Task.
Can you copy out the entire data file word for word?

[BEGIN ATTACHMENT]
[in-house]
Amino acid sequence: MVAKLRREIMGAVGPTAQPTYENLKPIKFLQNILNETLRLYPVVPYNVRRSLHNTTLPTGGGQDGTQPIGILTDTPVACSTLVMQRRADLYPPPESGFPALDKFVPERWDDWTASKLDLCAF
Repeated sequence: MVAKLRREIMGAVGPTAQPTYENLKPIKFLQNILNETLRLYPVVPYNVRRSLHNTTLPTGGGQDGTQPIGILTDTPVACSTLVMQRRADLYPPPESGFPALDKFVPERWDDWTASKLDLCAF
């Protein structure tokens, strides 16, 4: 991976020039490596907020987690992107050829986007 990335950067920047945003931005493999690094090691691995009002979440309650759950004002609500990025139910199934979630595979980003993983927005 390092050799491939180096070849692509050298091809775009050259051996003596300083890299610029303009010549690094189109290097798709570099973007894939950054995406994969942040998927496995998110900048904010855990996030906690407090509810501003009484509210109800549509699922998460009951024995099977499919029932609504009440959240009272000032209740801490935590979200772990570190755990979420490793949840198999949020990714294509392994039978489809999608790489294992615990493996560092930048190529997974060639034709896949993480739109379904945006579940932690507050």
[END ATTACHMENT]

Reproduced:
[in-house]
Amino acid sequence: MVAKLRREIMGAVGPTAQPTYENLKPIKFLQNILNETLRLYPVVPYNVRRSLHNTTLPTGGGQDGTQPIGILTDTPVACSTLVMQRRADLYPPPESGFPALDKFVPERWDDWTASKLDLCAF
Repeated sequence: MVAKLRREIMGAVGPTAQPTYENLKPIKFLQNILNETLRLYPVVPYNVRRSLHNTTLPTGGGQDGTQPIGILTDTPVACSTLVMQRRADLYPPPESGFPALDKFVPERWDDWTASKLDLCAF
């Protein structure tokens, strides 16, 4: 991976020039490596907020987690992107050829986007 990335950067920047945003931005493999690094090691691995009002979440309650759950004002609500990025139910199934979630595979980003993983927005 390092050799491939180096070849692509050298091809775009050259051996003596300083890299610029303009010549690094189109290097798709570099973007894939950054995406994969942040998927496995998110900048904010855990996030906690407090509810501003009484509210109800549509699922998460009951024995099977499919029932609504009440959240009272000032209740801490935590979200772990570190755990979420490793949840198999949020990714294509392994039978489809999608790489294992615990493996560092930048190529997974060639034709896949993480739109379904945006579940932690507050």